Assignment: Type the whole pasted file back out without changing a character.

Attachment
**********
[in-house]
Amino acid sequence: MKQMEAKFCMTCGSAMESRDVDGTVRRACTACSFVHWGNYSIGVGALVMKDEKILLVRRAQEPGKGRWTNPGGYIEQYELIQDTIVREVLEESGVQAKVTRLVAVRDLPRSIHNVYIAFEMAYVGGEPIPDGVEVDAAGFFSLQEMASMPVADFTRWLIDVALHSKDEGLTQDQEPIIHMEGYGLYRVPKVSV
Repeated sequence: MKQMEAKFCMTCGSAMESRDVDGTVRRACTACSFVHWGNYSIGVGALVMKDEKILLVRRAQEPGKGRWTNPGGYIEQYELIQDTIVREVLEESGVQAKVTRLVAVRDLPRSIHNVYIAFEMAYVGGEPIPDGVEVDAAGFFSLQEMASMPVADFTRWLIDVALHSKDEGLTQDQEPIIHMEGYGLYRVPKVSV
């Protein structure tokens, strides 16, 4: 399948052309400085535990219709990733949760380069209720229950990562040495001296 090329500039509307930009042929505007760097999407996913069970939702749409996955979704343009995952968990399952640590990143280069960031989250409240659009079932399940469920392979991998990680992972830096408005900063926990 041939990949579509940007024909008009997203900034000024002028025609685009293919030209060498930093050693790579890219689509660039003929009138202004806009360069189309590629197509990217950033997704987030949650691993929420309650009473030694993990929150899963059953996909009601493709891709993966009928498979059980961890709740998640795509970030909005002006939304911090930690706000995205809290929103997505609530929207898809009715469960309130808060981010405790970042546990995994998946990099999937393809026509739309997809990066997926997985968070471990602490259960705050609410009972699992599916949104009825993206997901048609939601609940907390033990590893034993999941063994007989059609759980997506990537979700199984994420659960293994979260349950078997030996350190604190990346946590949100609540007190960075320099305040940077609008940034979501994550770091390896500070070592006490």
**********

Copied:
[in-house]
Amino acid sequence: MKQMEAKFCMTCGSAMESRDVDGTVRRACTACSFVHWGNYSIGVGALVMKDEKILLVRRAQEPGKGRWTNPGGYIEQYELIQDTIVREVLEESGVQAKVTRLVAVRDLPRSIHNVYIAFEMAYVGGEPIPDGVEVDAAGFFSLQEMASMPVADFTRWLIDVALHSKDEGLTQDQEPIIHMEGYGLYRVPKVSV
Repeated sequence: MKQMEAKFCMTCGSAMESRDVDGTVRRACTACSFVHWGNYSIGVGALVMKDEKILLVRRAQEPGKGRWTNPGGYIEQYELIQDTIVREVLEESGVQAKVTRLVAVRDLPRSIHNVYIAFEMAYVGGEPIPDGVEVDAAGFFSLQEMASMPVADFTRWLIDVALHSKDEGLTQDQEPIIHMEGYGLYRVPKVSV
């Protein structure tokens, strides 16, 4: 399948052309400085535990219709990733949760380069209720229950990562040495001296 090329500039509307930009042929505007760097999407996913069970939702749409996955979704343009995952968990399952640590990143280069960031989250409240659009079932399940469920392979991998990680992972830096408005900063926990 041939990949579509940007024909008009997203900034000024002028025609685009293919030209060498930093050693790579890219689509660039003929009138202004806009360069189309590629197509990217950033997704987030949650691993929420309650009473030694993990929150899963059953996909009601493709891709993966009928498979059980961890709740998640795509970030909005002006939304911090930690706000995205809290929103997505609530929207898809009715469960309130808060981010405790970042546990995994998946990099999937393809026509739309997809990066997926997985968070471990602490259960705050609410009972699992599916949104009825993206997901048609939601609940907390033990590893034993999941063994007989059609759980997506990537979700199984994420659960293994979260349950078997030996350190604190990346946590949100609540007190960075320099305040940077609008940034979501994550770091390896500070070592006490």